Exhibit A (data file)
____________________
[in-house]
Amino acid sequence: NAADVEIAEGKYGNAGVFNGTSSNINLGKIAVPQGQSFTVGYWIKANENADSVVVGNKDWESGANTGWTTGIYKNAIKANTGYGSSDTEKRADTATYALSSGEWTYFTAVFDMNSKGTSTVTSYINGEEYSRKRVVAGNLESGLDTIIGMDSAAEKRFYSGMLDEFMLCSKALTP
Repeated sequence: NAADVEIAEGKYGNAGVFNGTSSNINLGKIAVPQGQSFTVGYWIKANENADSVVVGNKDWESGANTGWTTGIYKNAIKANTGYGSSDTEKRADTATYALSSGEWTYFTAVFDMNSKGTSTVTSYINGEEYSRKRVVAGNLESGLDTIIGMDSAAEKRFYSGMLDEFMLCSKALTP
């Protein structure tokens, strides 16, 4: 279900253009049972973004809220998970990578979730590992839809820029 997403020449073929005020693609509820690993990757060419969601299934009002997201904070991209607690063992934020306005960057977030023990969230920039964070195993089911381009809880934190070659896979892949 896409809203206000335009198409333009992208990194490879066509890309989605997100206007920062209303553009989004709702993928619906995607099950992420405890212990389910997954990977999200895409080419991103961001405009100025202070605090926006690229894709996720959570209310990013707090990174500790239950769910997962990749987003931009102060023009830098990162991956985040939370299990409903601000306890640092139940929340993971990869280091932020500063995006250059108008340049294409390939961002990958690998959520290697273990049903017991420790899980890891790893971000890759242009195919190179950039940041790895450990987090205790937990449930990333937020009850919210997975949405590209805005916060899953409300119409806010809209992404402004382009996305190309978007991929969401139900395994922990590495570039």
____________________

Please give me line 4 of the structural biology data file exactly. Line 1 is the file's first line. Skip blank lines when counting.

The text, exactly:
């Protein structure tokens, strides 16, 4: 279900253009049972973004809220998970990578979730590992839809820029 997403020449073929005020693609509820690993990757060419969601299934009002997201904070991209607690063992934020306005960057977030023990969230920039964070195993089911381009809880934190070659896979892949 896409809203206000335009198409333009992208990194490879066509890309989605997100206007920062209303553009989004709702993928619906995607099950992420405890212990389910997954990977999200895409080419991103961001405009100025202070605090926006690229894709996720959570209310990013707090990174500790239950769910997962990749987003931009102060023009830098990162991956985040939370299990409903601000306890640092139940929340993971990869280091932020500063995006250059108008340049294409390939961002990958690998959520290697273990049903017991420790899980890891790893971000890759242009195919190179950039940041790895450990987090205790937990449930990333937020009850919210997975949405590209805005916060899953409300119409806010809209992404402004382009996305190309978007991929969401139900395994922990590495570039």